While the details of the prospecting license match the information of Urban’s expired license, both documents are inconsistent with the illegal MoU. The MoU is for five years, 10 times the lifespan of the fake prospecting license Sartuh issued and consistent with a class B license.
The cost of a prospecting license and the value of the MoU are other issues. Urban is due to pay the community almost ten times the fee for a prospecting license: US$125. It must pay Todee US$1,000 annually and L$100,000 monthly to affected communities, based on the MoU. That is an estimated US$41,000 over the five-year period, according to The DayLight’s calculations. In fact, Urban has already paid for a month as of March 29, according to residents and Sheriff.
Urban’s license and payment history seemingly pinpoints it is evading taxes. All six of the expired licenses were prospecting licenses. Normally, after prospecting, companies obtain either an artisanal mining or class C license or a class B mining license. These licenses are costlier than a prospecting license, with class C costing US$150 and class B US$10,000.
It appears Urban was hiding behind a prospecting license while it engaged in class B mining activities in Todee. Pieces of equipment this reporter photographed suggest the company had been mining in the area, not just researching. This reporter photographed an improvised device used to wash gold, commonly called kata-kata machine. There were also earthmovers and other equipment, and the company has already reset up a camp in the area and paved roads. Todee is part of a region geologists say has the highest potential for the minerals in Liberia. Its rock—important for mineral formation—are some of the oldest in the country and the Mano River region.
The DayLight’s review of LRA records revealed shocking details. The two prospecting licenses Urban has held in Todee lasted for three years. As the one Sartuh forged, the other license was also awarded in 2019 and expired in 2022, official records show. That is another violation of the mining law, which limits the lifespan of a prospecting license to at most one year.
Our review also revealed that Urban only paid for four of its six initial prospecting licenses. That is a revenue loss of about US$1,750, according to our calculation, taking into consideration the extension of the old licenses and the acquisition of new ones.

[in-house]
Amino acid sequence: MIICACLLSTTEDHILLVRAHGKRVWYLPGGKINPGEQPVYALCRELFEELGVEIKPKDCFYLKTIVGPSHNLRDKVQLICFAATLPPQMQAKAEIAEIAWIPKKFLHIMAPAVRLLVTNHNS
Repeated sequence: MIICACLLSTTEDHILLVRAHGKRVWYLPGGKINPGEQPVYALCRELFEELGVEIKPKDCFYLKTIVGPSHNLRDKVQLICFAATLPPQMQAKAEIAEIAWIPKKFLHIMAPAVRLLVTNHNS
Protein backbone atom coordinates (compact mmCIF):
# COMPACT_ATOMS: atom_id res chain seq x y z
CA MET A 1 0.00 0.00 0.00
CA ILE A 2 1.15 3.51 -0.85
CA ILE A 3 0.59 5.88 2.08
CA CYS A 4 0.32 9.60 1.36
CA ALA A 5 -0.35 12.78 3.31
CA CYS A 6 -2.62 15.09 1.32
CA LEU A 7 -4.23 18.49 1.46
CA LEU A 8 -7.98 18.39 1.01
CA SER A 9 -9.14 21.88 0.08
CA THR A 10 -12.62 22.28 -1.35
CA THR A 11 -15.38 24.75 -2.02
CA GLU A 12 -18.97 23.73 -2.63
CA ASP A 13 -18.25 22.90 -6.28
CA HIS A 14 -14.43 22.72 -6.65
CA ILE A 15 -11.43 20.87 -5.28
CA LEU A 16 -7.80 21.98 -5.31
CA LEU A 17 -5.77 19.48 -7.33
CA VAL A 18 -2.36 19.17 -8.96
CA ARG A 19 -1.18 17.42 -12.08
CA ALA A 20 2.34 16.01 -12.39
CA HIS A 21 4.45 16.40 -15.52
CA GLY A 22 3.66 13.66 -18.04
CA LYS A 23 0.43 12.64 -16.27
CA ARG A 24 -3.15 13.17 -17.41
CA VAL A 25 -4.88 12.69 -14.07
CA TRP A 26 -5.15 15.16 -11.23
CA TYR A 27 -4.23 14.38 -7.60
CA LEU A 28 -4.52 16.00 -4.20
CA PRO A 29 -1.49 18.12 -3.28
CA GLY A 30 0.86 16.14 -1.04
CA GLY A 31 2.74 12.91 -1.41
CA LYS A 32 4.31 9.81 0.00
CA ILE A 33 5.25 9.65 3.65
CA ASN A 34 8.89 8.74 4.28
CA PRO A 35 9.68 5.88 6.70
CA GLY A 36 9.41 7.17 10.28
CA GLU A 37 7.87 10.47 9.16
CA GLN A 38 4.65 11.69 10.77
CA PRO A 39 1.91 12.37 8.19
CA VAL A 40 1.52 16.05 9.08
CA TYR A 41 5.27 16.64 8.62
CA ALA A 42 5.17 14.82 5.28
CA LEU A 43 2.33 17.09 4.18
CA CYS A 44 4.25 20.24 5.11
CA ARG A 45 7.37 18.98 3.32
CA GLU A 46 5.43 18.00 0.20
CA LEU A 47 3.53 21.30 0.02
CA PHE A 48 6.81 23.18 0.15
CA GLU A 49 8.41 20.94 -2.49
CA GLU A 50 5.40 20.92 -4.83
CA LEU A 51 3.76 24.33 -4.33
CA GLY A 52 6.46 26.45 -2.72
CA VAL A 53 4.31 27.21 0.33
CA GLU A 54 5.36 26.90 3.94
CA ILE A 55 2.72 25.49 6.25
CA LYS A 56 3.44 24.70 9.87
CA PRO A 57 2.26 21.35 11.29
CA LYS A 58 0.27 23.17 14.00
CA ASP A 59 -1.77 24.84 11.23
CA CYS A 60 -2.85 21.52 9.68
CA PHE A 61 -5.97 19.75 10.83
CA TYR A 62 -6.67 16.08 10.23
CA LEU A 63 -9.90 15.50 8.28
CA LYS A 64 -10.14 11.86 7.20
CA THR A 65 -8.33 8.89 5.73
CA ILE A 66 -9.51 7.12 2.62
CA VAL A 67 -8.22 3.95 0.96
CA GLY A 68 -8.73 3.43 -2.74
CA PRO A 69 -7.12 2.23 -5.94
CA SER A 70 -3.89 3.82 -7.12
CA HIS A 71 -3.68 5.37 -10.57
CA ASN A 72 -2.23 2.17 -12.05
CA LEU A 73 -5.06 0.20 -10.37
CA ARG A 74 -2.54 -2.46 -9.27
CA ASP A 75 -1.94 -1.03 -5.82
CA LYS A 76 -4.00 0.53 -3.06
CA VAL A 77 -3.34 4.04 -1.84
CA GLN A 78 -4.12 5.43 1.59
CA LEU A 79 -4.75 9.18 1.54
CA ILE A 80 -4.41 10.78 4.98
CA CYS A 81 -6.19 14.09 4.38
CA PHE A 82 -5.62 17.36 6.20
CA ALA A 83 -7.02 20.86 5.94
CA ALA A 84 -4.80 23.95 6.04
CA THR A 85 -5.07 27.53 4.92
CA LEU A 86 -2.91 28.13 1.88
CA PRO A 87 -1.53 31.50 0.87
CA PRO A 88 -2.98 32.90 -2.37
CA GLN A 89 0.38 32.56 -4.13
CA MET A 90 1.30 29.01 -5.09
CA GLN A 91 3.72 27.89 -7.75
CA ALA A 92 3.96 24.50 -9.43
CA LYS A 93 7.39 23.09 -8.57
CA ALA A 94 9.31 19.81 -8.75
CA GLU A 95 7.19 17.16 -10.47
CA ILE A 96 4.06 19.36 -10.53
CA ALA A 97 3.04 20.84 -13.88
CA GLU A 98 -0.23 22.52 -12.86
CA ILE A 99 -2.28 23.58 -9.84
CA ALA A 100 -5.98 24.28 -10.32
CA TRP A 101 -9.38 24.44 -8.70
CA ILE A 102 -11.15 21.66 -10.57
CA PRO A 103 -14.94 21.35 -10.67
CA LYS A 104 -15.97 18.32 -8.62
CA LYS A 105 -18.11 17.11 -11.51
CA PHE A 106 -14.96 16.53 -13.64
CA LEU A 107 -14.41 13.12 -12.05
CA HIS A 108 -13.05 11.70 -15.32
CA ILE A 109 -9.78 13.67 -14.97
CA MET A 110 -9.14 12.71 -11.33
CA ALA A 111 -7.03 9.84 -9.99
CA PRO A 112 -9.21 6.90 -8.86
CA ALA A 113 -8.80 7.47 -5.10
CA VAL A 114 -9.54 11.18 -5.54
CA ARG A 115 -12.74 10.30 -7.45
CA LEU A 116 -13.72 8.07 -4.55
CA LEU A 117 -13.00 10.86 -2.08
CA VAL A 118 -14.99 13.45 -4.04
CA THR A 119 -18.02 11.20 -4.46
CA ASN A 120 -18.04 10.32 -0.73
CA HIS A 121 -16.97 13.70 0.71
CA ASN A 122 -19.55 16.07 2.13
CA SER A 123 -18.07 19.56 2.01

Urban actually paid US$125 for a new prospecting license on January 24 this year, according to the LRA. However, that license has not been awarded, as it is still being validated, based on the ministry’s records.
It was unclear whether Urban declared any volume of gold as the law mandates. Its production is not captured in the LEITI report neither does the LRA record show it paid any royalties on the export of gold. Illicit mining reduces the government’s revenue by millions, according to a 2021 report by the General Auditing Commission (GAC).
Randy Scott, an executive of the company, denies any wrongdoing amid the plentiful pieces of evidence. Scott argued that he was not the one who issued the license and therefore he should not be held liable for any violations.
Asked why Urban held the prospecting licenses for more than one year, he blamed it on the coronavirus pandemic. “When did the government stop people from mining here?” Scott said. “You were not here during the COVID-19 period?
But Scott’s points are not backed by facts. First, the government did not halt mining processes across the country. And prospecting licenses the ministry issued during the same time Urban’s, including in the very Todee, lasted for exactly six months.
For his part, Representative Morris previously said he put the MoU on his office’s letterhead to give it credibility, and that he wanted to be held responsible for any outcome of the document.
Later in the interview, he said he had thought the MoU was for exploration, not for mining. His statement is not backed by facts, as the MoU clearly authorizes Urban to “carry out gold mining activities.”
“I do not work for the [Ministry of] Mines and Energy, and if I had not done my due diligence…, I wouldn’t have gone forward,” Morris said via WhatsApp. “How am I supposed to know a fake license from a real one?”
Sartuh and Chea did not respond to emails, text messages, and phone calls in two weeks for comments. Chea failed to grant an interview, despite promising on two occasions. He did not also return WhatsApp and text messages.
Meanwhile, Residents of Todee have threatened to protest over Urban’s alleged mining in a river there, according to the Liberia Broadcasting System. They have given the company a two-week ultimatum to halt all dredging activities, which are banned in Liberia.
Source: Liberian Observer